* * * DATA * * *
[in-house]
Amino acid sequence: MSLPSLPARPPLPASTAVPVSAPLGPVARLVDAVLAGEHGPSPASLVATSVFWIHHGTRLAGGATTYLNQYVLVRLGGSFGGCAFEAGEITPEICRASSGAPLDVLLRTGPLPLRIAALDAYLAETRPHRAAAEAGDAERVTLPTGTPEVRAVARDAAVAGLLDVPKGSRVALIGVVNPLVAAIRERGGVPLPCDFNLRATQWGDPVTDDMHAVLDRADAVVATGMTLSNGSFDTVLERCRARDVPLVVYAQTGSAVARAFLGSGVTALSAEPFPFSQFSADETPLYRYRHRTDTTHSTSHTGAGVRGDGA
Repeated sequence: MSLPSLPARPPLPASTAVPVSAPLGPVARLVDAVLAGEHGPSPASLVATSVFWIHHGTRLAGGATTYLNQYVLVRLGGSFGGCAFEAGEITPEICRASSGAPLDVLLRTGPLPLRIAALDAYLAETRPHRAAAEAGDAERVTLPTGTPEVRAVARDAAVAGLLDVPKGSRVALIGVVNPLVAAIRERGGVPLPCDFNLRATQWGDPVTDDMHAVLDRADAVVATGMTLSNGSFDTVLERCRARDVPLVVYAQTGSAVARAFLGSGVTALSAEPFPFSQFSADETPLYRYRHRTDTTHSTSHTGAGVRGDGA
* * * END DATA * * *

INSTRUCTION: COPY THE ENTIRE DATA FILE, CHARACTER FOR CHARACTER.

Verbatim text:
[in-house]
Amino acid sequence: MSLPSLPARPPLPASTAVPVSAPLGPVARLVDAVLAGEHGPSPASLVATSVFWIHHGTRLAGGATTYLNQYVLVRLGGSFGGCAFEAGEITPEICRASSGAPLDVLLRTGPLPLRIAALDAYLAETRPHRAAAEAGDAERVTLPTGTPEVRAVARDAAVAGLLDVPKGSRVALIGVVNPLVAAIRERGGVPLPCDFNLRATQWGDPVTDDMHAVLDRADAVVATGMTLSNGSFDTVLERCRARDVPLVVYAQTGSAVARAFLGSGVTALSAEPFPFSQFSADETPLYRYRHRTDTTHSTSHTGAGVRGDGA
Repeated sequence: MSLPSLPARPPLPASTAVPVSAPLGPVARLVDAVLAGEHGPSPASLVATSVFWIHHGTRLAGGATTYLNQYVLVRLGGSFGGCAFEAGEITPEICRASSGAPLDVLLRTGPLPLRIAALDAYLAETRPHRAAAEAGDAERVTLPTGTPEVRAVARDAAVAGLLDVPKGSRVALIGVVNPLVAAIRERGGVPLPCDFNLRATQWGDPVTDDMHAVLDRADAVVATGMTLSNGSFDTVLERCRARDVPLVVYAQTGSAVARAFLGSGVTALSAEPFPFSQFSADETPLYRYRHRTDTTHSTSHTGAGVRGDGA